Citing a “classified German review”, an article in today’s NYTimes advances new claims to the effect that the German intelligence officers based in Iraq during the Iraq War aided the US-led war effort against the regime of Saddam Hussein. (Hat-tip: Medienkritik.) The “review” in question is the same report, prepared by the German government for the Bundestag’s Parliamentary Control Committee (PKG), that I cited Monday in “German Reports: Al-Masri Led Islamist ‘Commando’”. The Times mistakenly identifies it as a report prepared by the parliamentary committee.
As I noted in my Monday post, roughly 2/3 of the report – consisting of virtually everything that was not already in the public domain – has not been made public. How did the Times gain access to the classified portions? The Times article provides the following curious account:
A copy of the secret version of the parliamentary report was made available for viewing by a journalist in Germany to a New York Times reporter who read the text into a tape recorder so it could be transcribed and translated. The cover page had the seal of the German Parliament.
Why the ultra-conspiratorial approach? Wouldn’t a copying machine have worked? And note the detail about having the tape “transcribed and translated”, which suggests that – whoever the mysterious “reporter” may have been – the two authors of the article do not understand German well enough to have read the report in the original. (The article is co-signed by Times Berlin correspondent Richard Bernstein, who a couple of years ago filed a story ["Beeskow Journal", 18 April 2003] in which he referred to “the old song ‘Deutschland uber Alles’”. The “old song” in question was and still is the German national anthem, though the verse containing the phrase “Deutschland über alles” is as a rule not sung nowadays.)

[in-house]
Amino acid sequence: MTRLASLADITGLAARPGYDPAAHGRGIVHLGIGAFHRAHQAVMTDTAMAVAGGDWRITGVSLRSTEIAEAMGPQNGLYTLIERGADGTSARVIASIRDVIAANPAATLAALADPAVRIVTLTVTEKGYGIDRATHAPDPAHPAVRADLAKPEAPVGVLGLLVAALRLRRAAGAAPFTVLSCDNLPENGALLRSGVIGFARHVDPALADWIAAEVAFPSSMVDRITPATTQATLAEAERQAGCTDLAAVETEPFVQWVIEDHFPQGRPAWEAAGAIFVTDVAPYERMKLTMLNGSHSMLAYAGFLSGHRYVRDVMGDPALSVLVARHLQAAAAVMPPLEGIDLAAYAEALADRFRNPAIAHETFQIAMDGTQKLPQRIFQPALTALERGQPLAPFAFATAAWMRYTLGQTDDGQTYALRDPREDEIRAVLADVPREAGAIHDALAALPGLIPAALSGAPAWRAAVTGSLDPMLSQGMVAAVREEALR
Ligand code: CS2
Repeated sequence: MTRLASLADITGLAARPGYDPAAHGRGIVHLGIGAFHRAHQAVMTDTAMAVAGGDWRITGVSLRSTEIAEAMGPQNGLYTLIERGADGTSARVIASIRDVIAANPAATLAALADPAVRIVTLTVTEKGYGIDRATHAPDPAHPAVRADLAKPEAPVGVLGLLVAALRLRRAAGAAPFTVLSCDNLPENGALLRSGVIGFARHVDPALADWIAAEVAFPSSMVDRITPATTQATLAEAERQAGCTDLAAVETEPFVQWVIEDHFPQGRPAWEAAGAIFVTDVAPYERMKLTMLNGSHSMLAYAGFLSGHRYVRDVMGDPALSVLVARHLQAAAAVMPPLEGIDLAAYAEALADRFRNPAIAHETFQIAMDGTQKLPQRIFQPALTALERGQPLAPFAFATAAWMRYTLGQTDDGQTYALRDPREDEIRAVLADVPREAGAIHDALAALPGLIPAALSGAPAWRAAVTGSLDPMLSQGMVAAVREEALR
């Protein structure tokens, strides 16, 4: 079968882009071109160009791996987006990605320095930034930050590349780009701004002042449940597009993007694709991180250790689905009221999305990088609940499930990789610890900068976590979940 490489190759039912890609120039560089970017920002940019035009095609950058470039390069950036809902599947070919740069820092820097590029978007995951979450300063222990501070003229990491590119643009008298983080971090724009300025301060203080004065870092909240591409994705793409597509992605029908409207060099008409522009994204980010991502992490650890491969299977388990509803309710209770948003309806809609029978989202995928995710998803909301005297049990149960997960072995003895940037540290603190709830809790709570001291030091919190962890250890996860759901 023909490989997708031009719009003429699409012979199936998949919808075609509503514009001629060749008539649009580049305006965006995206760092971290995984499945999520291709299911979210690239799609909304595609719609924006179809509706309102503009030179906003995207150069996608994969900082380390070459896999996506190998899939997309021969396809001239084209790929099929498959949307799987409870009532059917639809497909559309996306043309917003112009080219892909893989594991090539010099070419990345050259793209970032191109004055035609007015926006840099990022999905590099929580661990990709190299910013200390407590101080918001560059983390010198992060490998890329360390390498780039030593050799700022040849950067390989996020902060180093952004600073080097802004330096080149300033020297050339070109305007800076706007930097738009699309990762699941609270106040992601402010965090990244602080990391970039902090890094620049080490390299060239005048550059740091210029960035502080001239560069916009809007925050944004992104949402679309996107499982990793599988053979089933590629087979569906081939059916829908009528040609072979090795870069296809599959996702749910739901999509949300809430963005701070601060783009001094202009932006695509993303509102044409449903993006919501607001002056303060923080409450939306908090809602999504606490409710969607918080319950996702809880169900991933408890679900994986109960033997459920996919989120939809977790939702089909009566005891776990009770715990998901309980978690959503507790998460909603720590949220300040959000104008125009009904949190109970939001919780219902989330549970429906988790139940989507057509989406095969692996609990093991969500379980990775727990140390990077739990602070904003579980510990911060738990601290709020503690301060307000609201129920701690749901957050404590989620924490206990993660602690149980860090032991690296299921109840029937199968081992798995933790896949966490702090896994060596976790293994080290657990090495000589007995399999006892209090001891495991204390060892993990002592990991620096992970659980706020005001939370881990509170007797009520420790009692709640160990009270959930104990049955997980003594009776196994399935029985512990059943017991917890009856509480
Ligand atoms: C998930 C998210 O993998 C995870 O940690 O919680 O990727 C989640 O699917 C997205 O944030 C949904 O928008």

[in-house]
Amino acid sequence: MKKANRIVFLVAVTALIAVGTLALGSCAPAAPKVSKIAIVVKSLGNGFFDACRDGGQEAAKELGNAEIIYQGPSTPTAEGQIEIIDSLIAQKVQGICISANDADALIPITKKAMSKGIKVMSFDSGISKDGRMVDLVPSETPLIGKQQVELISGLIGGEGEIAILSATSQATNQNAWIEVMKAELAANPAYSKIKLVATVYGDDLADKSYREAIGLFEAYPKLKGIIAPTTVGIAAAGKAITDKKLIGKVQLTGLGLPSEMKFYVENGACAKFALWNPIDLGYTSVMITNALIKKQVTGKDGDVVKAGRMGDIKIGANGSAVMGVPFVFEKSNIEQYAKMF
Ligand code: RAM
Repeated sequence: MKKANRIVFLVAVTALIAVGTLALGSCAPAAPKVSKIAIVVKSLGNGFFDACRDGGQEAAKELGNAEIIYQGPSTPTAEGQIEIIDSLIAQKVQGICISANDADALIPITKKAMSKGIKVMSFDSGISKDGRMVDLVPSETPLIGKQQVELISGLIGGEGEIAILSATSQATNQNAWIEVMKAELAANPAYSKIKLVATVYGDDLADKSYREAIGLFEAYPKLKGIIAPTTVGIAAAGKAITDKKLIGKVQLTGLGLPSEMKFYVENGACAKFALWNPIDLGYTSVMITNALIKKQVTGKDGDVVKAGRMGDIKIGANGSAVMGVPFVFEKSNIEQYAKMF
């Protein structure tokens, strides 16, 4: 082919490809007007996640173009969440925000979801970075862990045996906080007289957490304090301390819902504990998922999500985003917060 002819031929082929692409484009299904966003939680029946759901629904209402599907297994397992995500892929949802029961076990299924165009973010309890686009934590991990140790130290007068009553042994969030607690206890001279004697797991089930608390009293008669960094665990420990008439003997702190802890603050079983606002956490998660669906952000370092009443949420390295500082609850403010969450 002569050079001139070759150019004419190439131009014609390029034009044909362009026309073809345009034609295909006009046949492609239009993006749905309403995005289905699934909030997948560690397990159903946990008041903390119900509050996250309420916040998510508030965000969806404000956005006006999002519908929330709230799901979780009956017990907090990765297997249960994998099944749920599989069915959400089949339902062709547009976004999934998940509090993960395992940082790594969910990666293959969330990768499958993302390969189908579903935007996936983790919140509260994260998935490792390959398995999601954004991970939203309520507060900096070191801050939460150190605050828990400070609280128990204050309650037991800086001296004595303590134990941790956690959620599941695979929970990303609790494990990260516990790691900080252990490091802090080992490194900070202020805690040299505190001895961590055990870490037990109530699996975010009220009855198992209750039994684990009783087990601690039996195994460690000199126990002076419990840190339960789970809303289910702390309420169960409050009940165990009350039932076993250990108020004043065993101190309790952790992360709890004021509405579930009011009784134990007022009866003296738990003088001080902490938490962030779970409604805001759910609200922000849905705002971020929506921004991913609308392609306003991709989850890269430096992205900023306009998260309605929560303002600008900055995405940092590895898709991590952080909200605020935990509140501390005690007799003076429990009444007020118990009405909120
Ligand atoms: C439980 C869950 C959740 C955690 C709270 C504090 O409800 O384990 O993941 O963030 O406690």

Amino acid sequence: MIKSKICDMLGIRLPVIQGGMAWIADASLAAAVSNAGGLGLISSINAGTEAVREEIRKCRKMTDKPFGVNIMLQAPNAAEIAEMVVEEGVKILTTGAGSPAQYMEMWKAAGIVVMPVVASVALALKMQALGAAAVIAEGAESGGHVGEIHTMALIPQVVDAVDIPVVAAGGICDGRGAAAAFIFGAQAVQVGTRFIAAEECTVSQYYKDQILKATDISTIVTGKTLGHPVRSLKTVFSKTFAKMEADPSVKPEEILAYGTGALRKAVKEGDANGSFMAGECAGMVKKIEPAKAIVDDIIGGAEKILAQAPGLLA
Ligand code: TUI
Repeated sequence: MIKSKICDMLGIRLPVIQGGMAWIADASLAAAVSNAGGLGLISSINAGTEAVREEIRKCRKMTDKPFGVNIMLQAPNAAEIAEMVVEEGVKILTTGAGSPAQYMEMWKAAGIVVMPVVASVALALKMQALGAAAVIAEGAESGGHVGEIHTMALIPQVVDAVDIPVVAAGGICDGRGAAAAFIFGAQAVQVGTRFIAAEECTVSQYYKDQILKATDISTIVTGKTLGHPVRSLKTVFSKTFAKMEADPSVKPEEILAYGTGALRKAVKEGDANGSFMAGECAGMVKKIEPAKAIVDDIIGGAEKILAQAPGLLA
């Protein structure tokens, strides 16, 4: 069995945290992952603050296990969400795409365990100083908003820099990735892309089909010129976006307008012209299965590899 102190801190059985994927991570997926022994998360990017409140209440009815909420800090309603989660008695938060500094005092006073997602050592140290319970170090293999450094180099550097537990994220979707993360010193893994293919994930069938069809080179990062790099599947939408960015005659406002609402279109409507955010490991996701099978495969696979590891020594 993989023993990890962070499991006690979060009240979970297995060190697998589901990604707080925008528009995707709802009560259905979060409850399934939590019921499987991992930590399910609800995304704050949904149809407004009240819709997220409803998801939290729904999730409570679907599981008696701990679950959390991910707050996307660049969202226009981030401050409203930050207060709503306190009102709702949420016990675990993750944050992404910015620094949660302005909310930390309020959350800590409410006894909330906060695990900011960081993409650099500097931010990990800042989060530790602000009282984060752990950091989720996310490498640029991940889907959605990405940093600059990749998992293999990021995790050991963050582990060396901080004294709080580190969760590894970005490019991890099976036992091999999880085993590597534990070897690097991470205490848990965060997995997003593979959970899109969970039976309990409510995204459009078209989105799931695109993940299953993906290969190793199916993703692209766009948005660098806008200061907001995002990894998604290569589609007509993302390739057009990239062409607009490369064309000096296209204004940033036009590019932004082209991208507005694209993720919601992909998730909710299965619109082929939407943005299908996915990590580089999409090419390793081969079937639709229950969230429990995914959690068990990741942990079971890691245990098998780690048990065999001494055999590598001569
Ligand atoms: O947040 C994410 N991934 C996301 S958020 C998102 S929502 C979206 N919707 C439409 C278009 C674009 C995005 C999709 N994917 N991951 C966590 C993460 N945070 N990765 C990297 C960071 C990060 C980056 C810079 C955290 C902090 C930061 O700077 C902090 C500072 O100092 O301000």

Note too that the Times somehow did not find newsworthy the revelations about Khaled Al-Masri’s connections to a radical Islamic group that are also supposed to be contained in the unpublished portions of the government report. Nonetheless, these revelations – without requiring tape recorder, transcription and translation – have been widely reported in the German media.
All signs point to the current “revelations” being in fact a targeted leak to the NYTimes: not from the German government as such, but rather from the German Foreign Office and/or the principal German intelligencer service, the BND. Consider the Times observation that in the run-up to the Iraq War the German “need for intelligence [in Iraq]” was “growing rather than diminishing because of the possibility of war”: an observation that does not constitute “news” or an independent assessment by the Times, but merely repeats verbatim the official Foreign Office line as to why German intelligence agents were in Iraq at all.
German Foreign Secretary Frank-Walter Steinmeier was a close aide of former German Chancellor Gerhard Schröder. At the time of the American-led intervention, he served under Schröder as government coordinator of German intelligence services. In light of the Schröder government’s opposition to the Iraq War, Steinmeier and his former colleagues are supposed to be “embarrassed” by the “revelations” concerning German “help” for the American-led war effort. No doubt they would have far more reason to be embarrassed should English-language media start paying attention to the evidence that in the run-up to the war the BND continued to maintain what German intelligence expert Erich Schmidt-Eenboom has described as “its very good contacts with the intelligence service of Saddam Hussein”.
[For more on the "BND Affair", see the Trans-Int dossier of the same name in the left sidebar.]
- March 2nd, 2006
- Tags: BND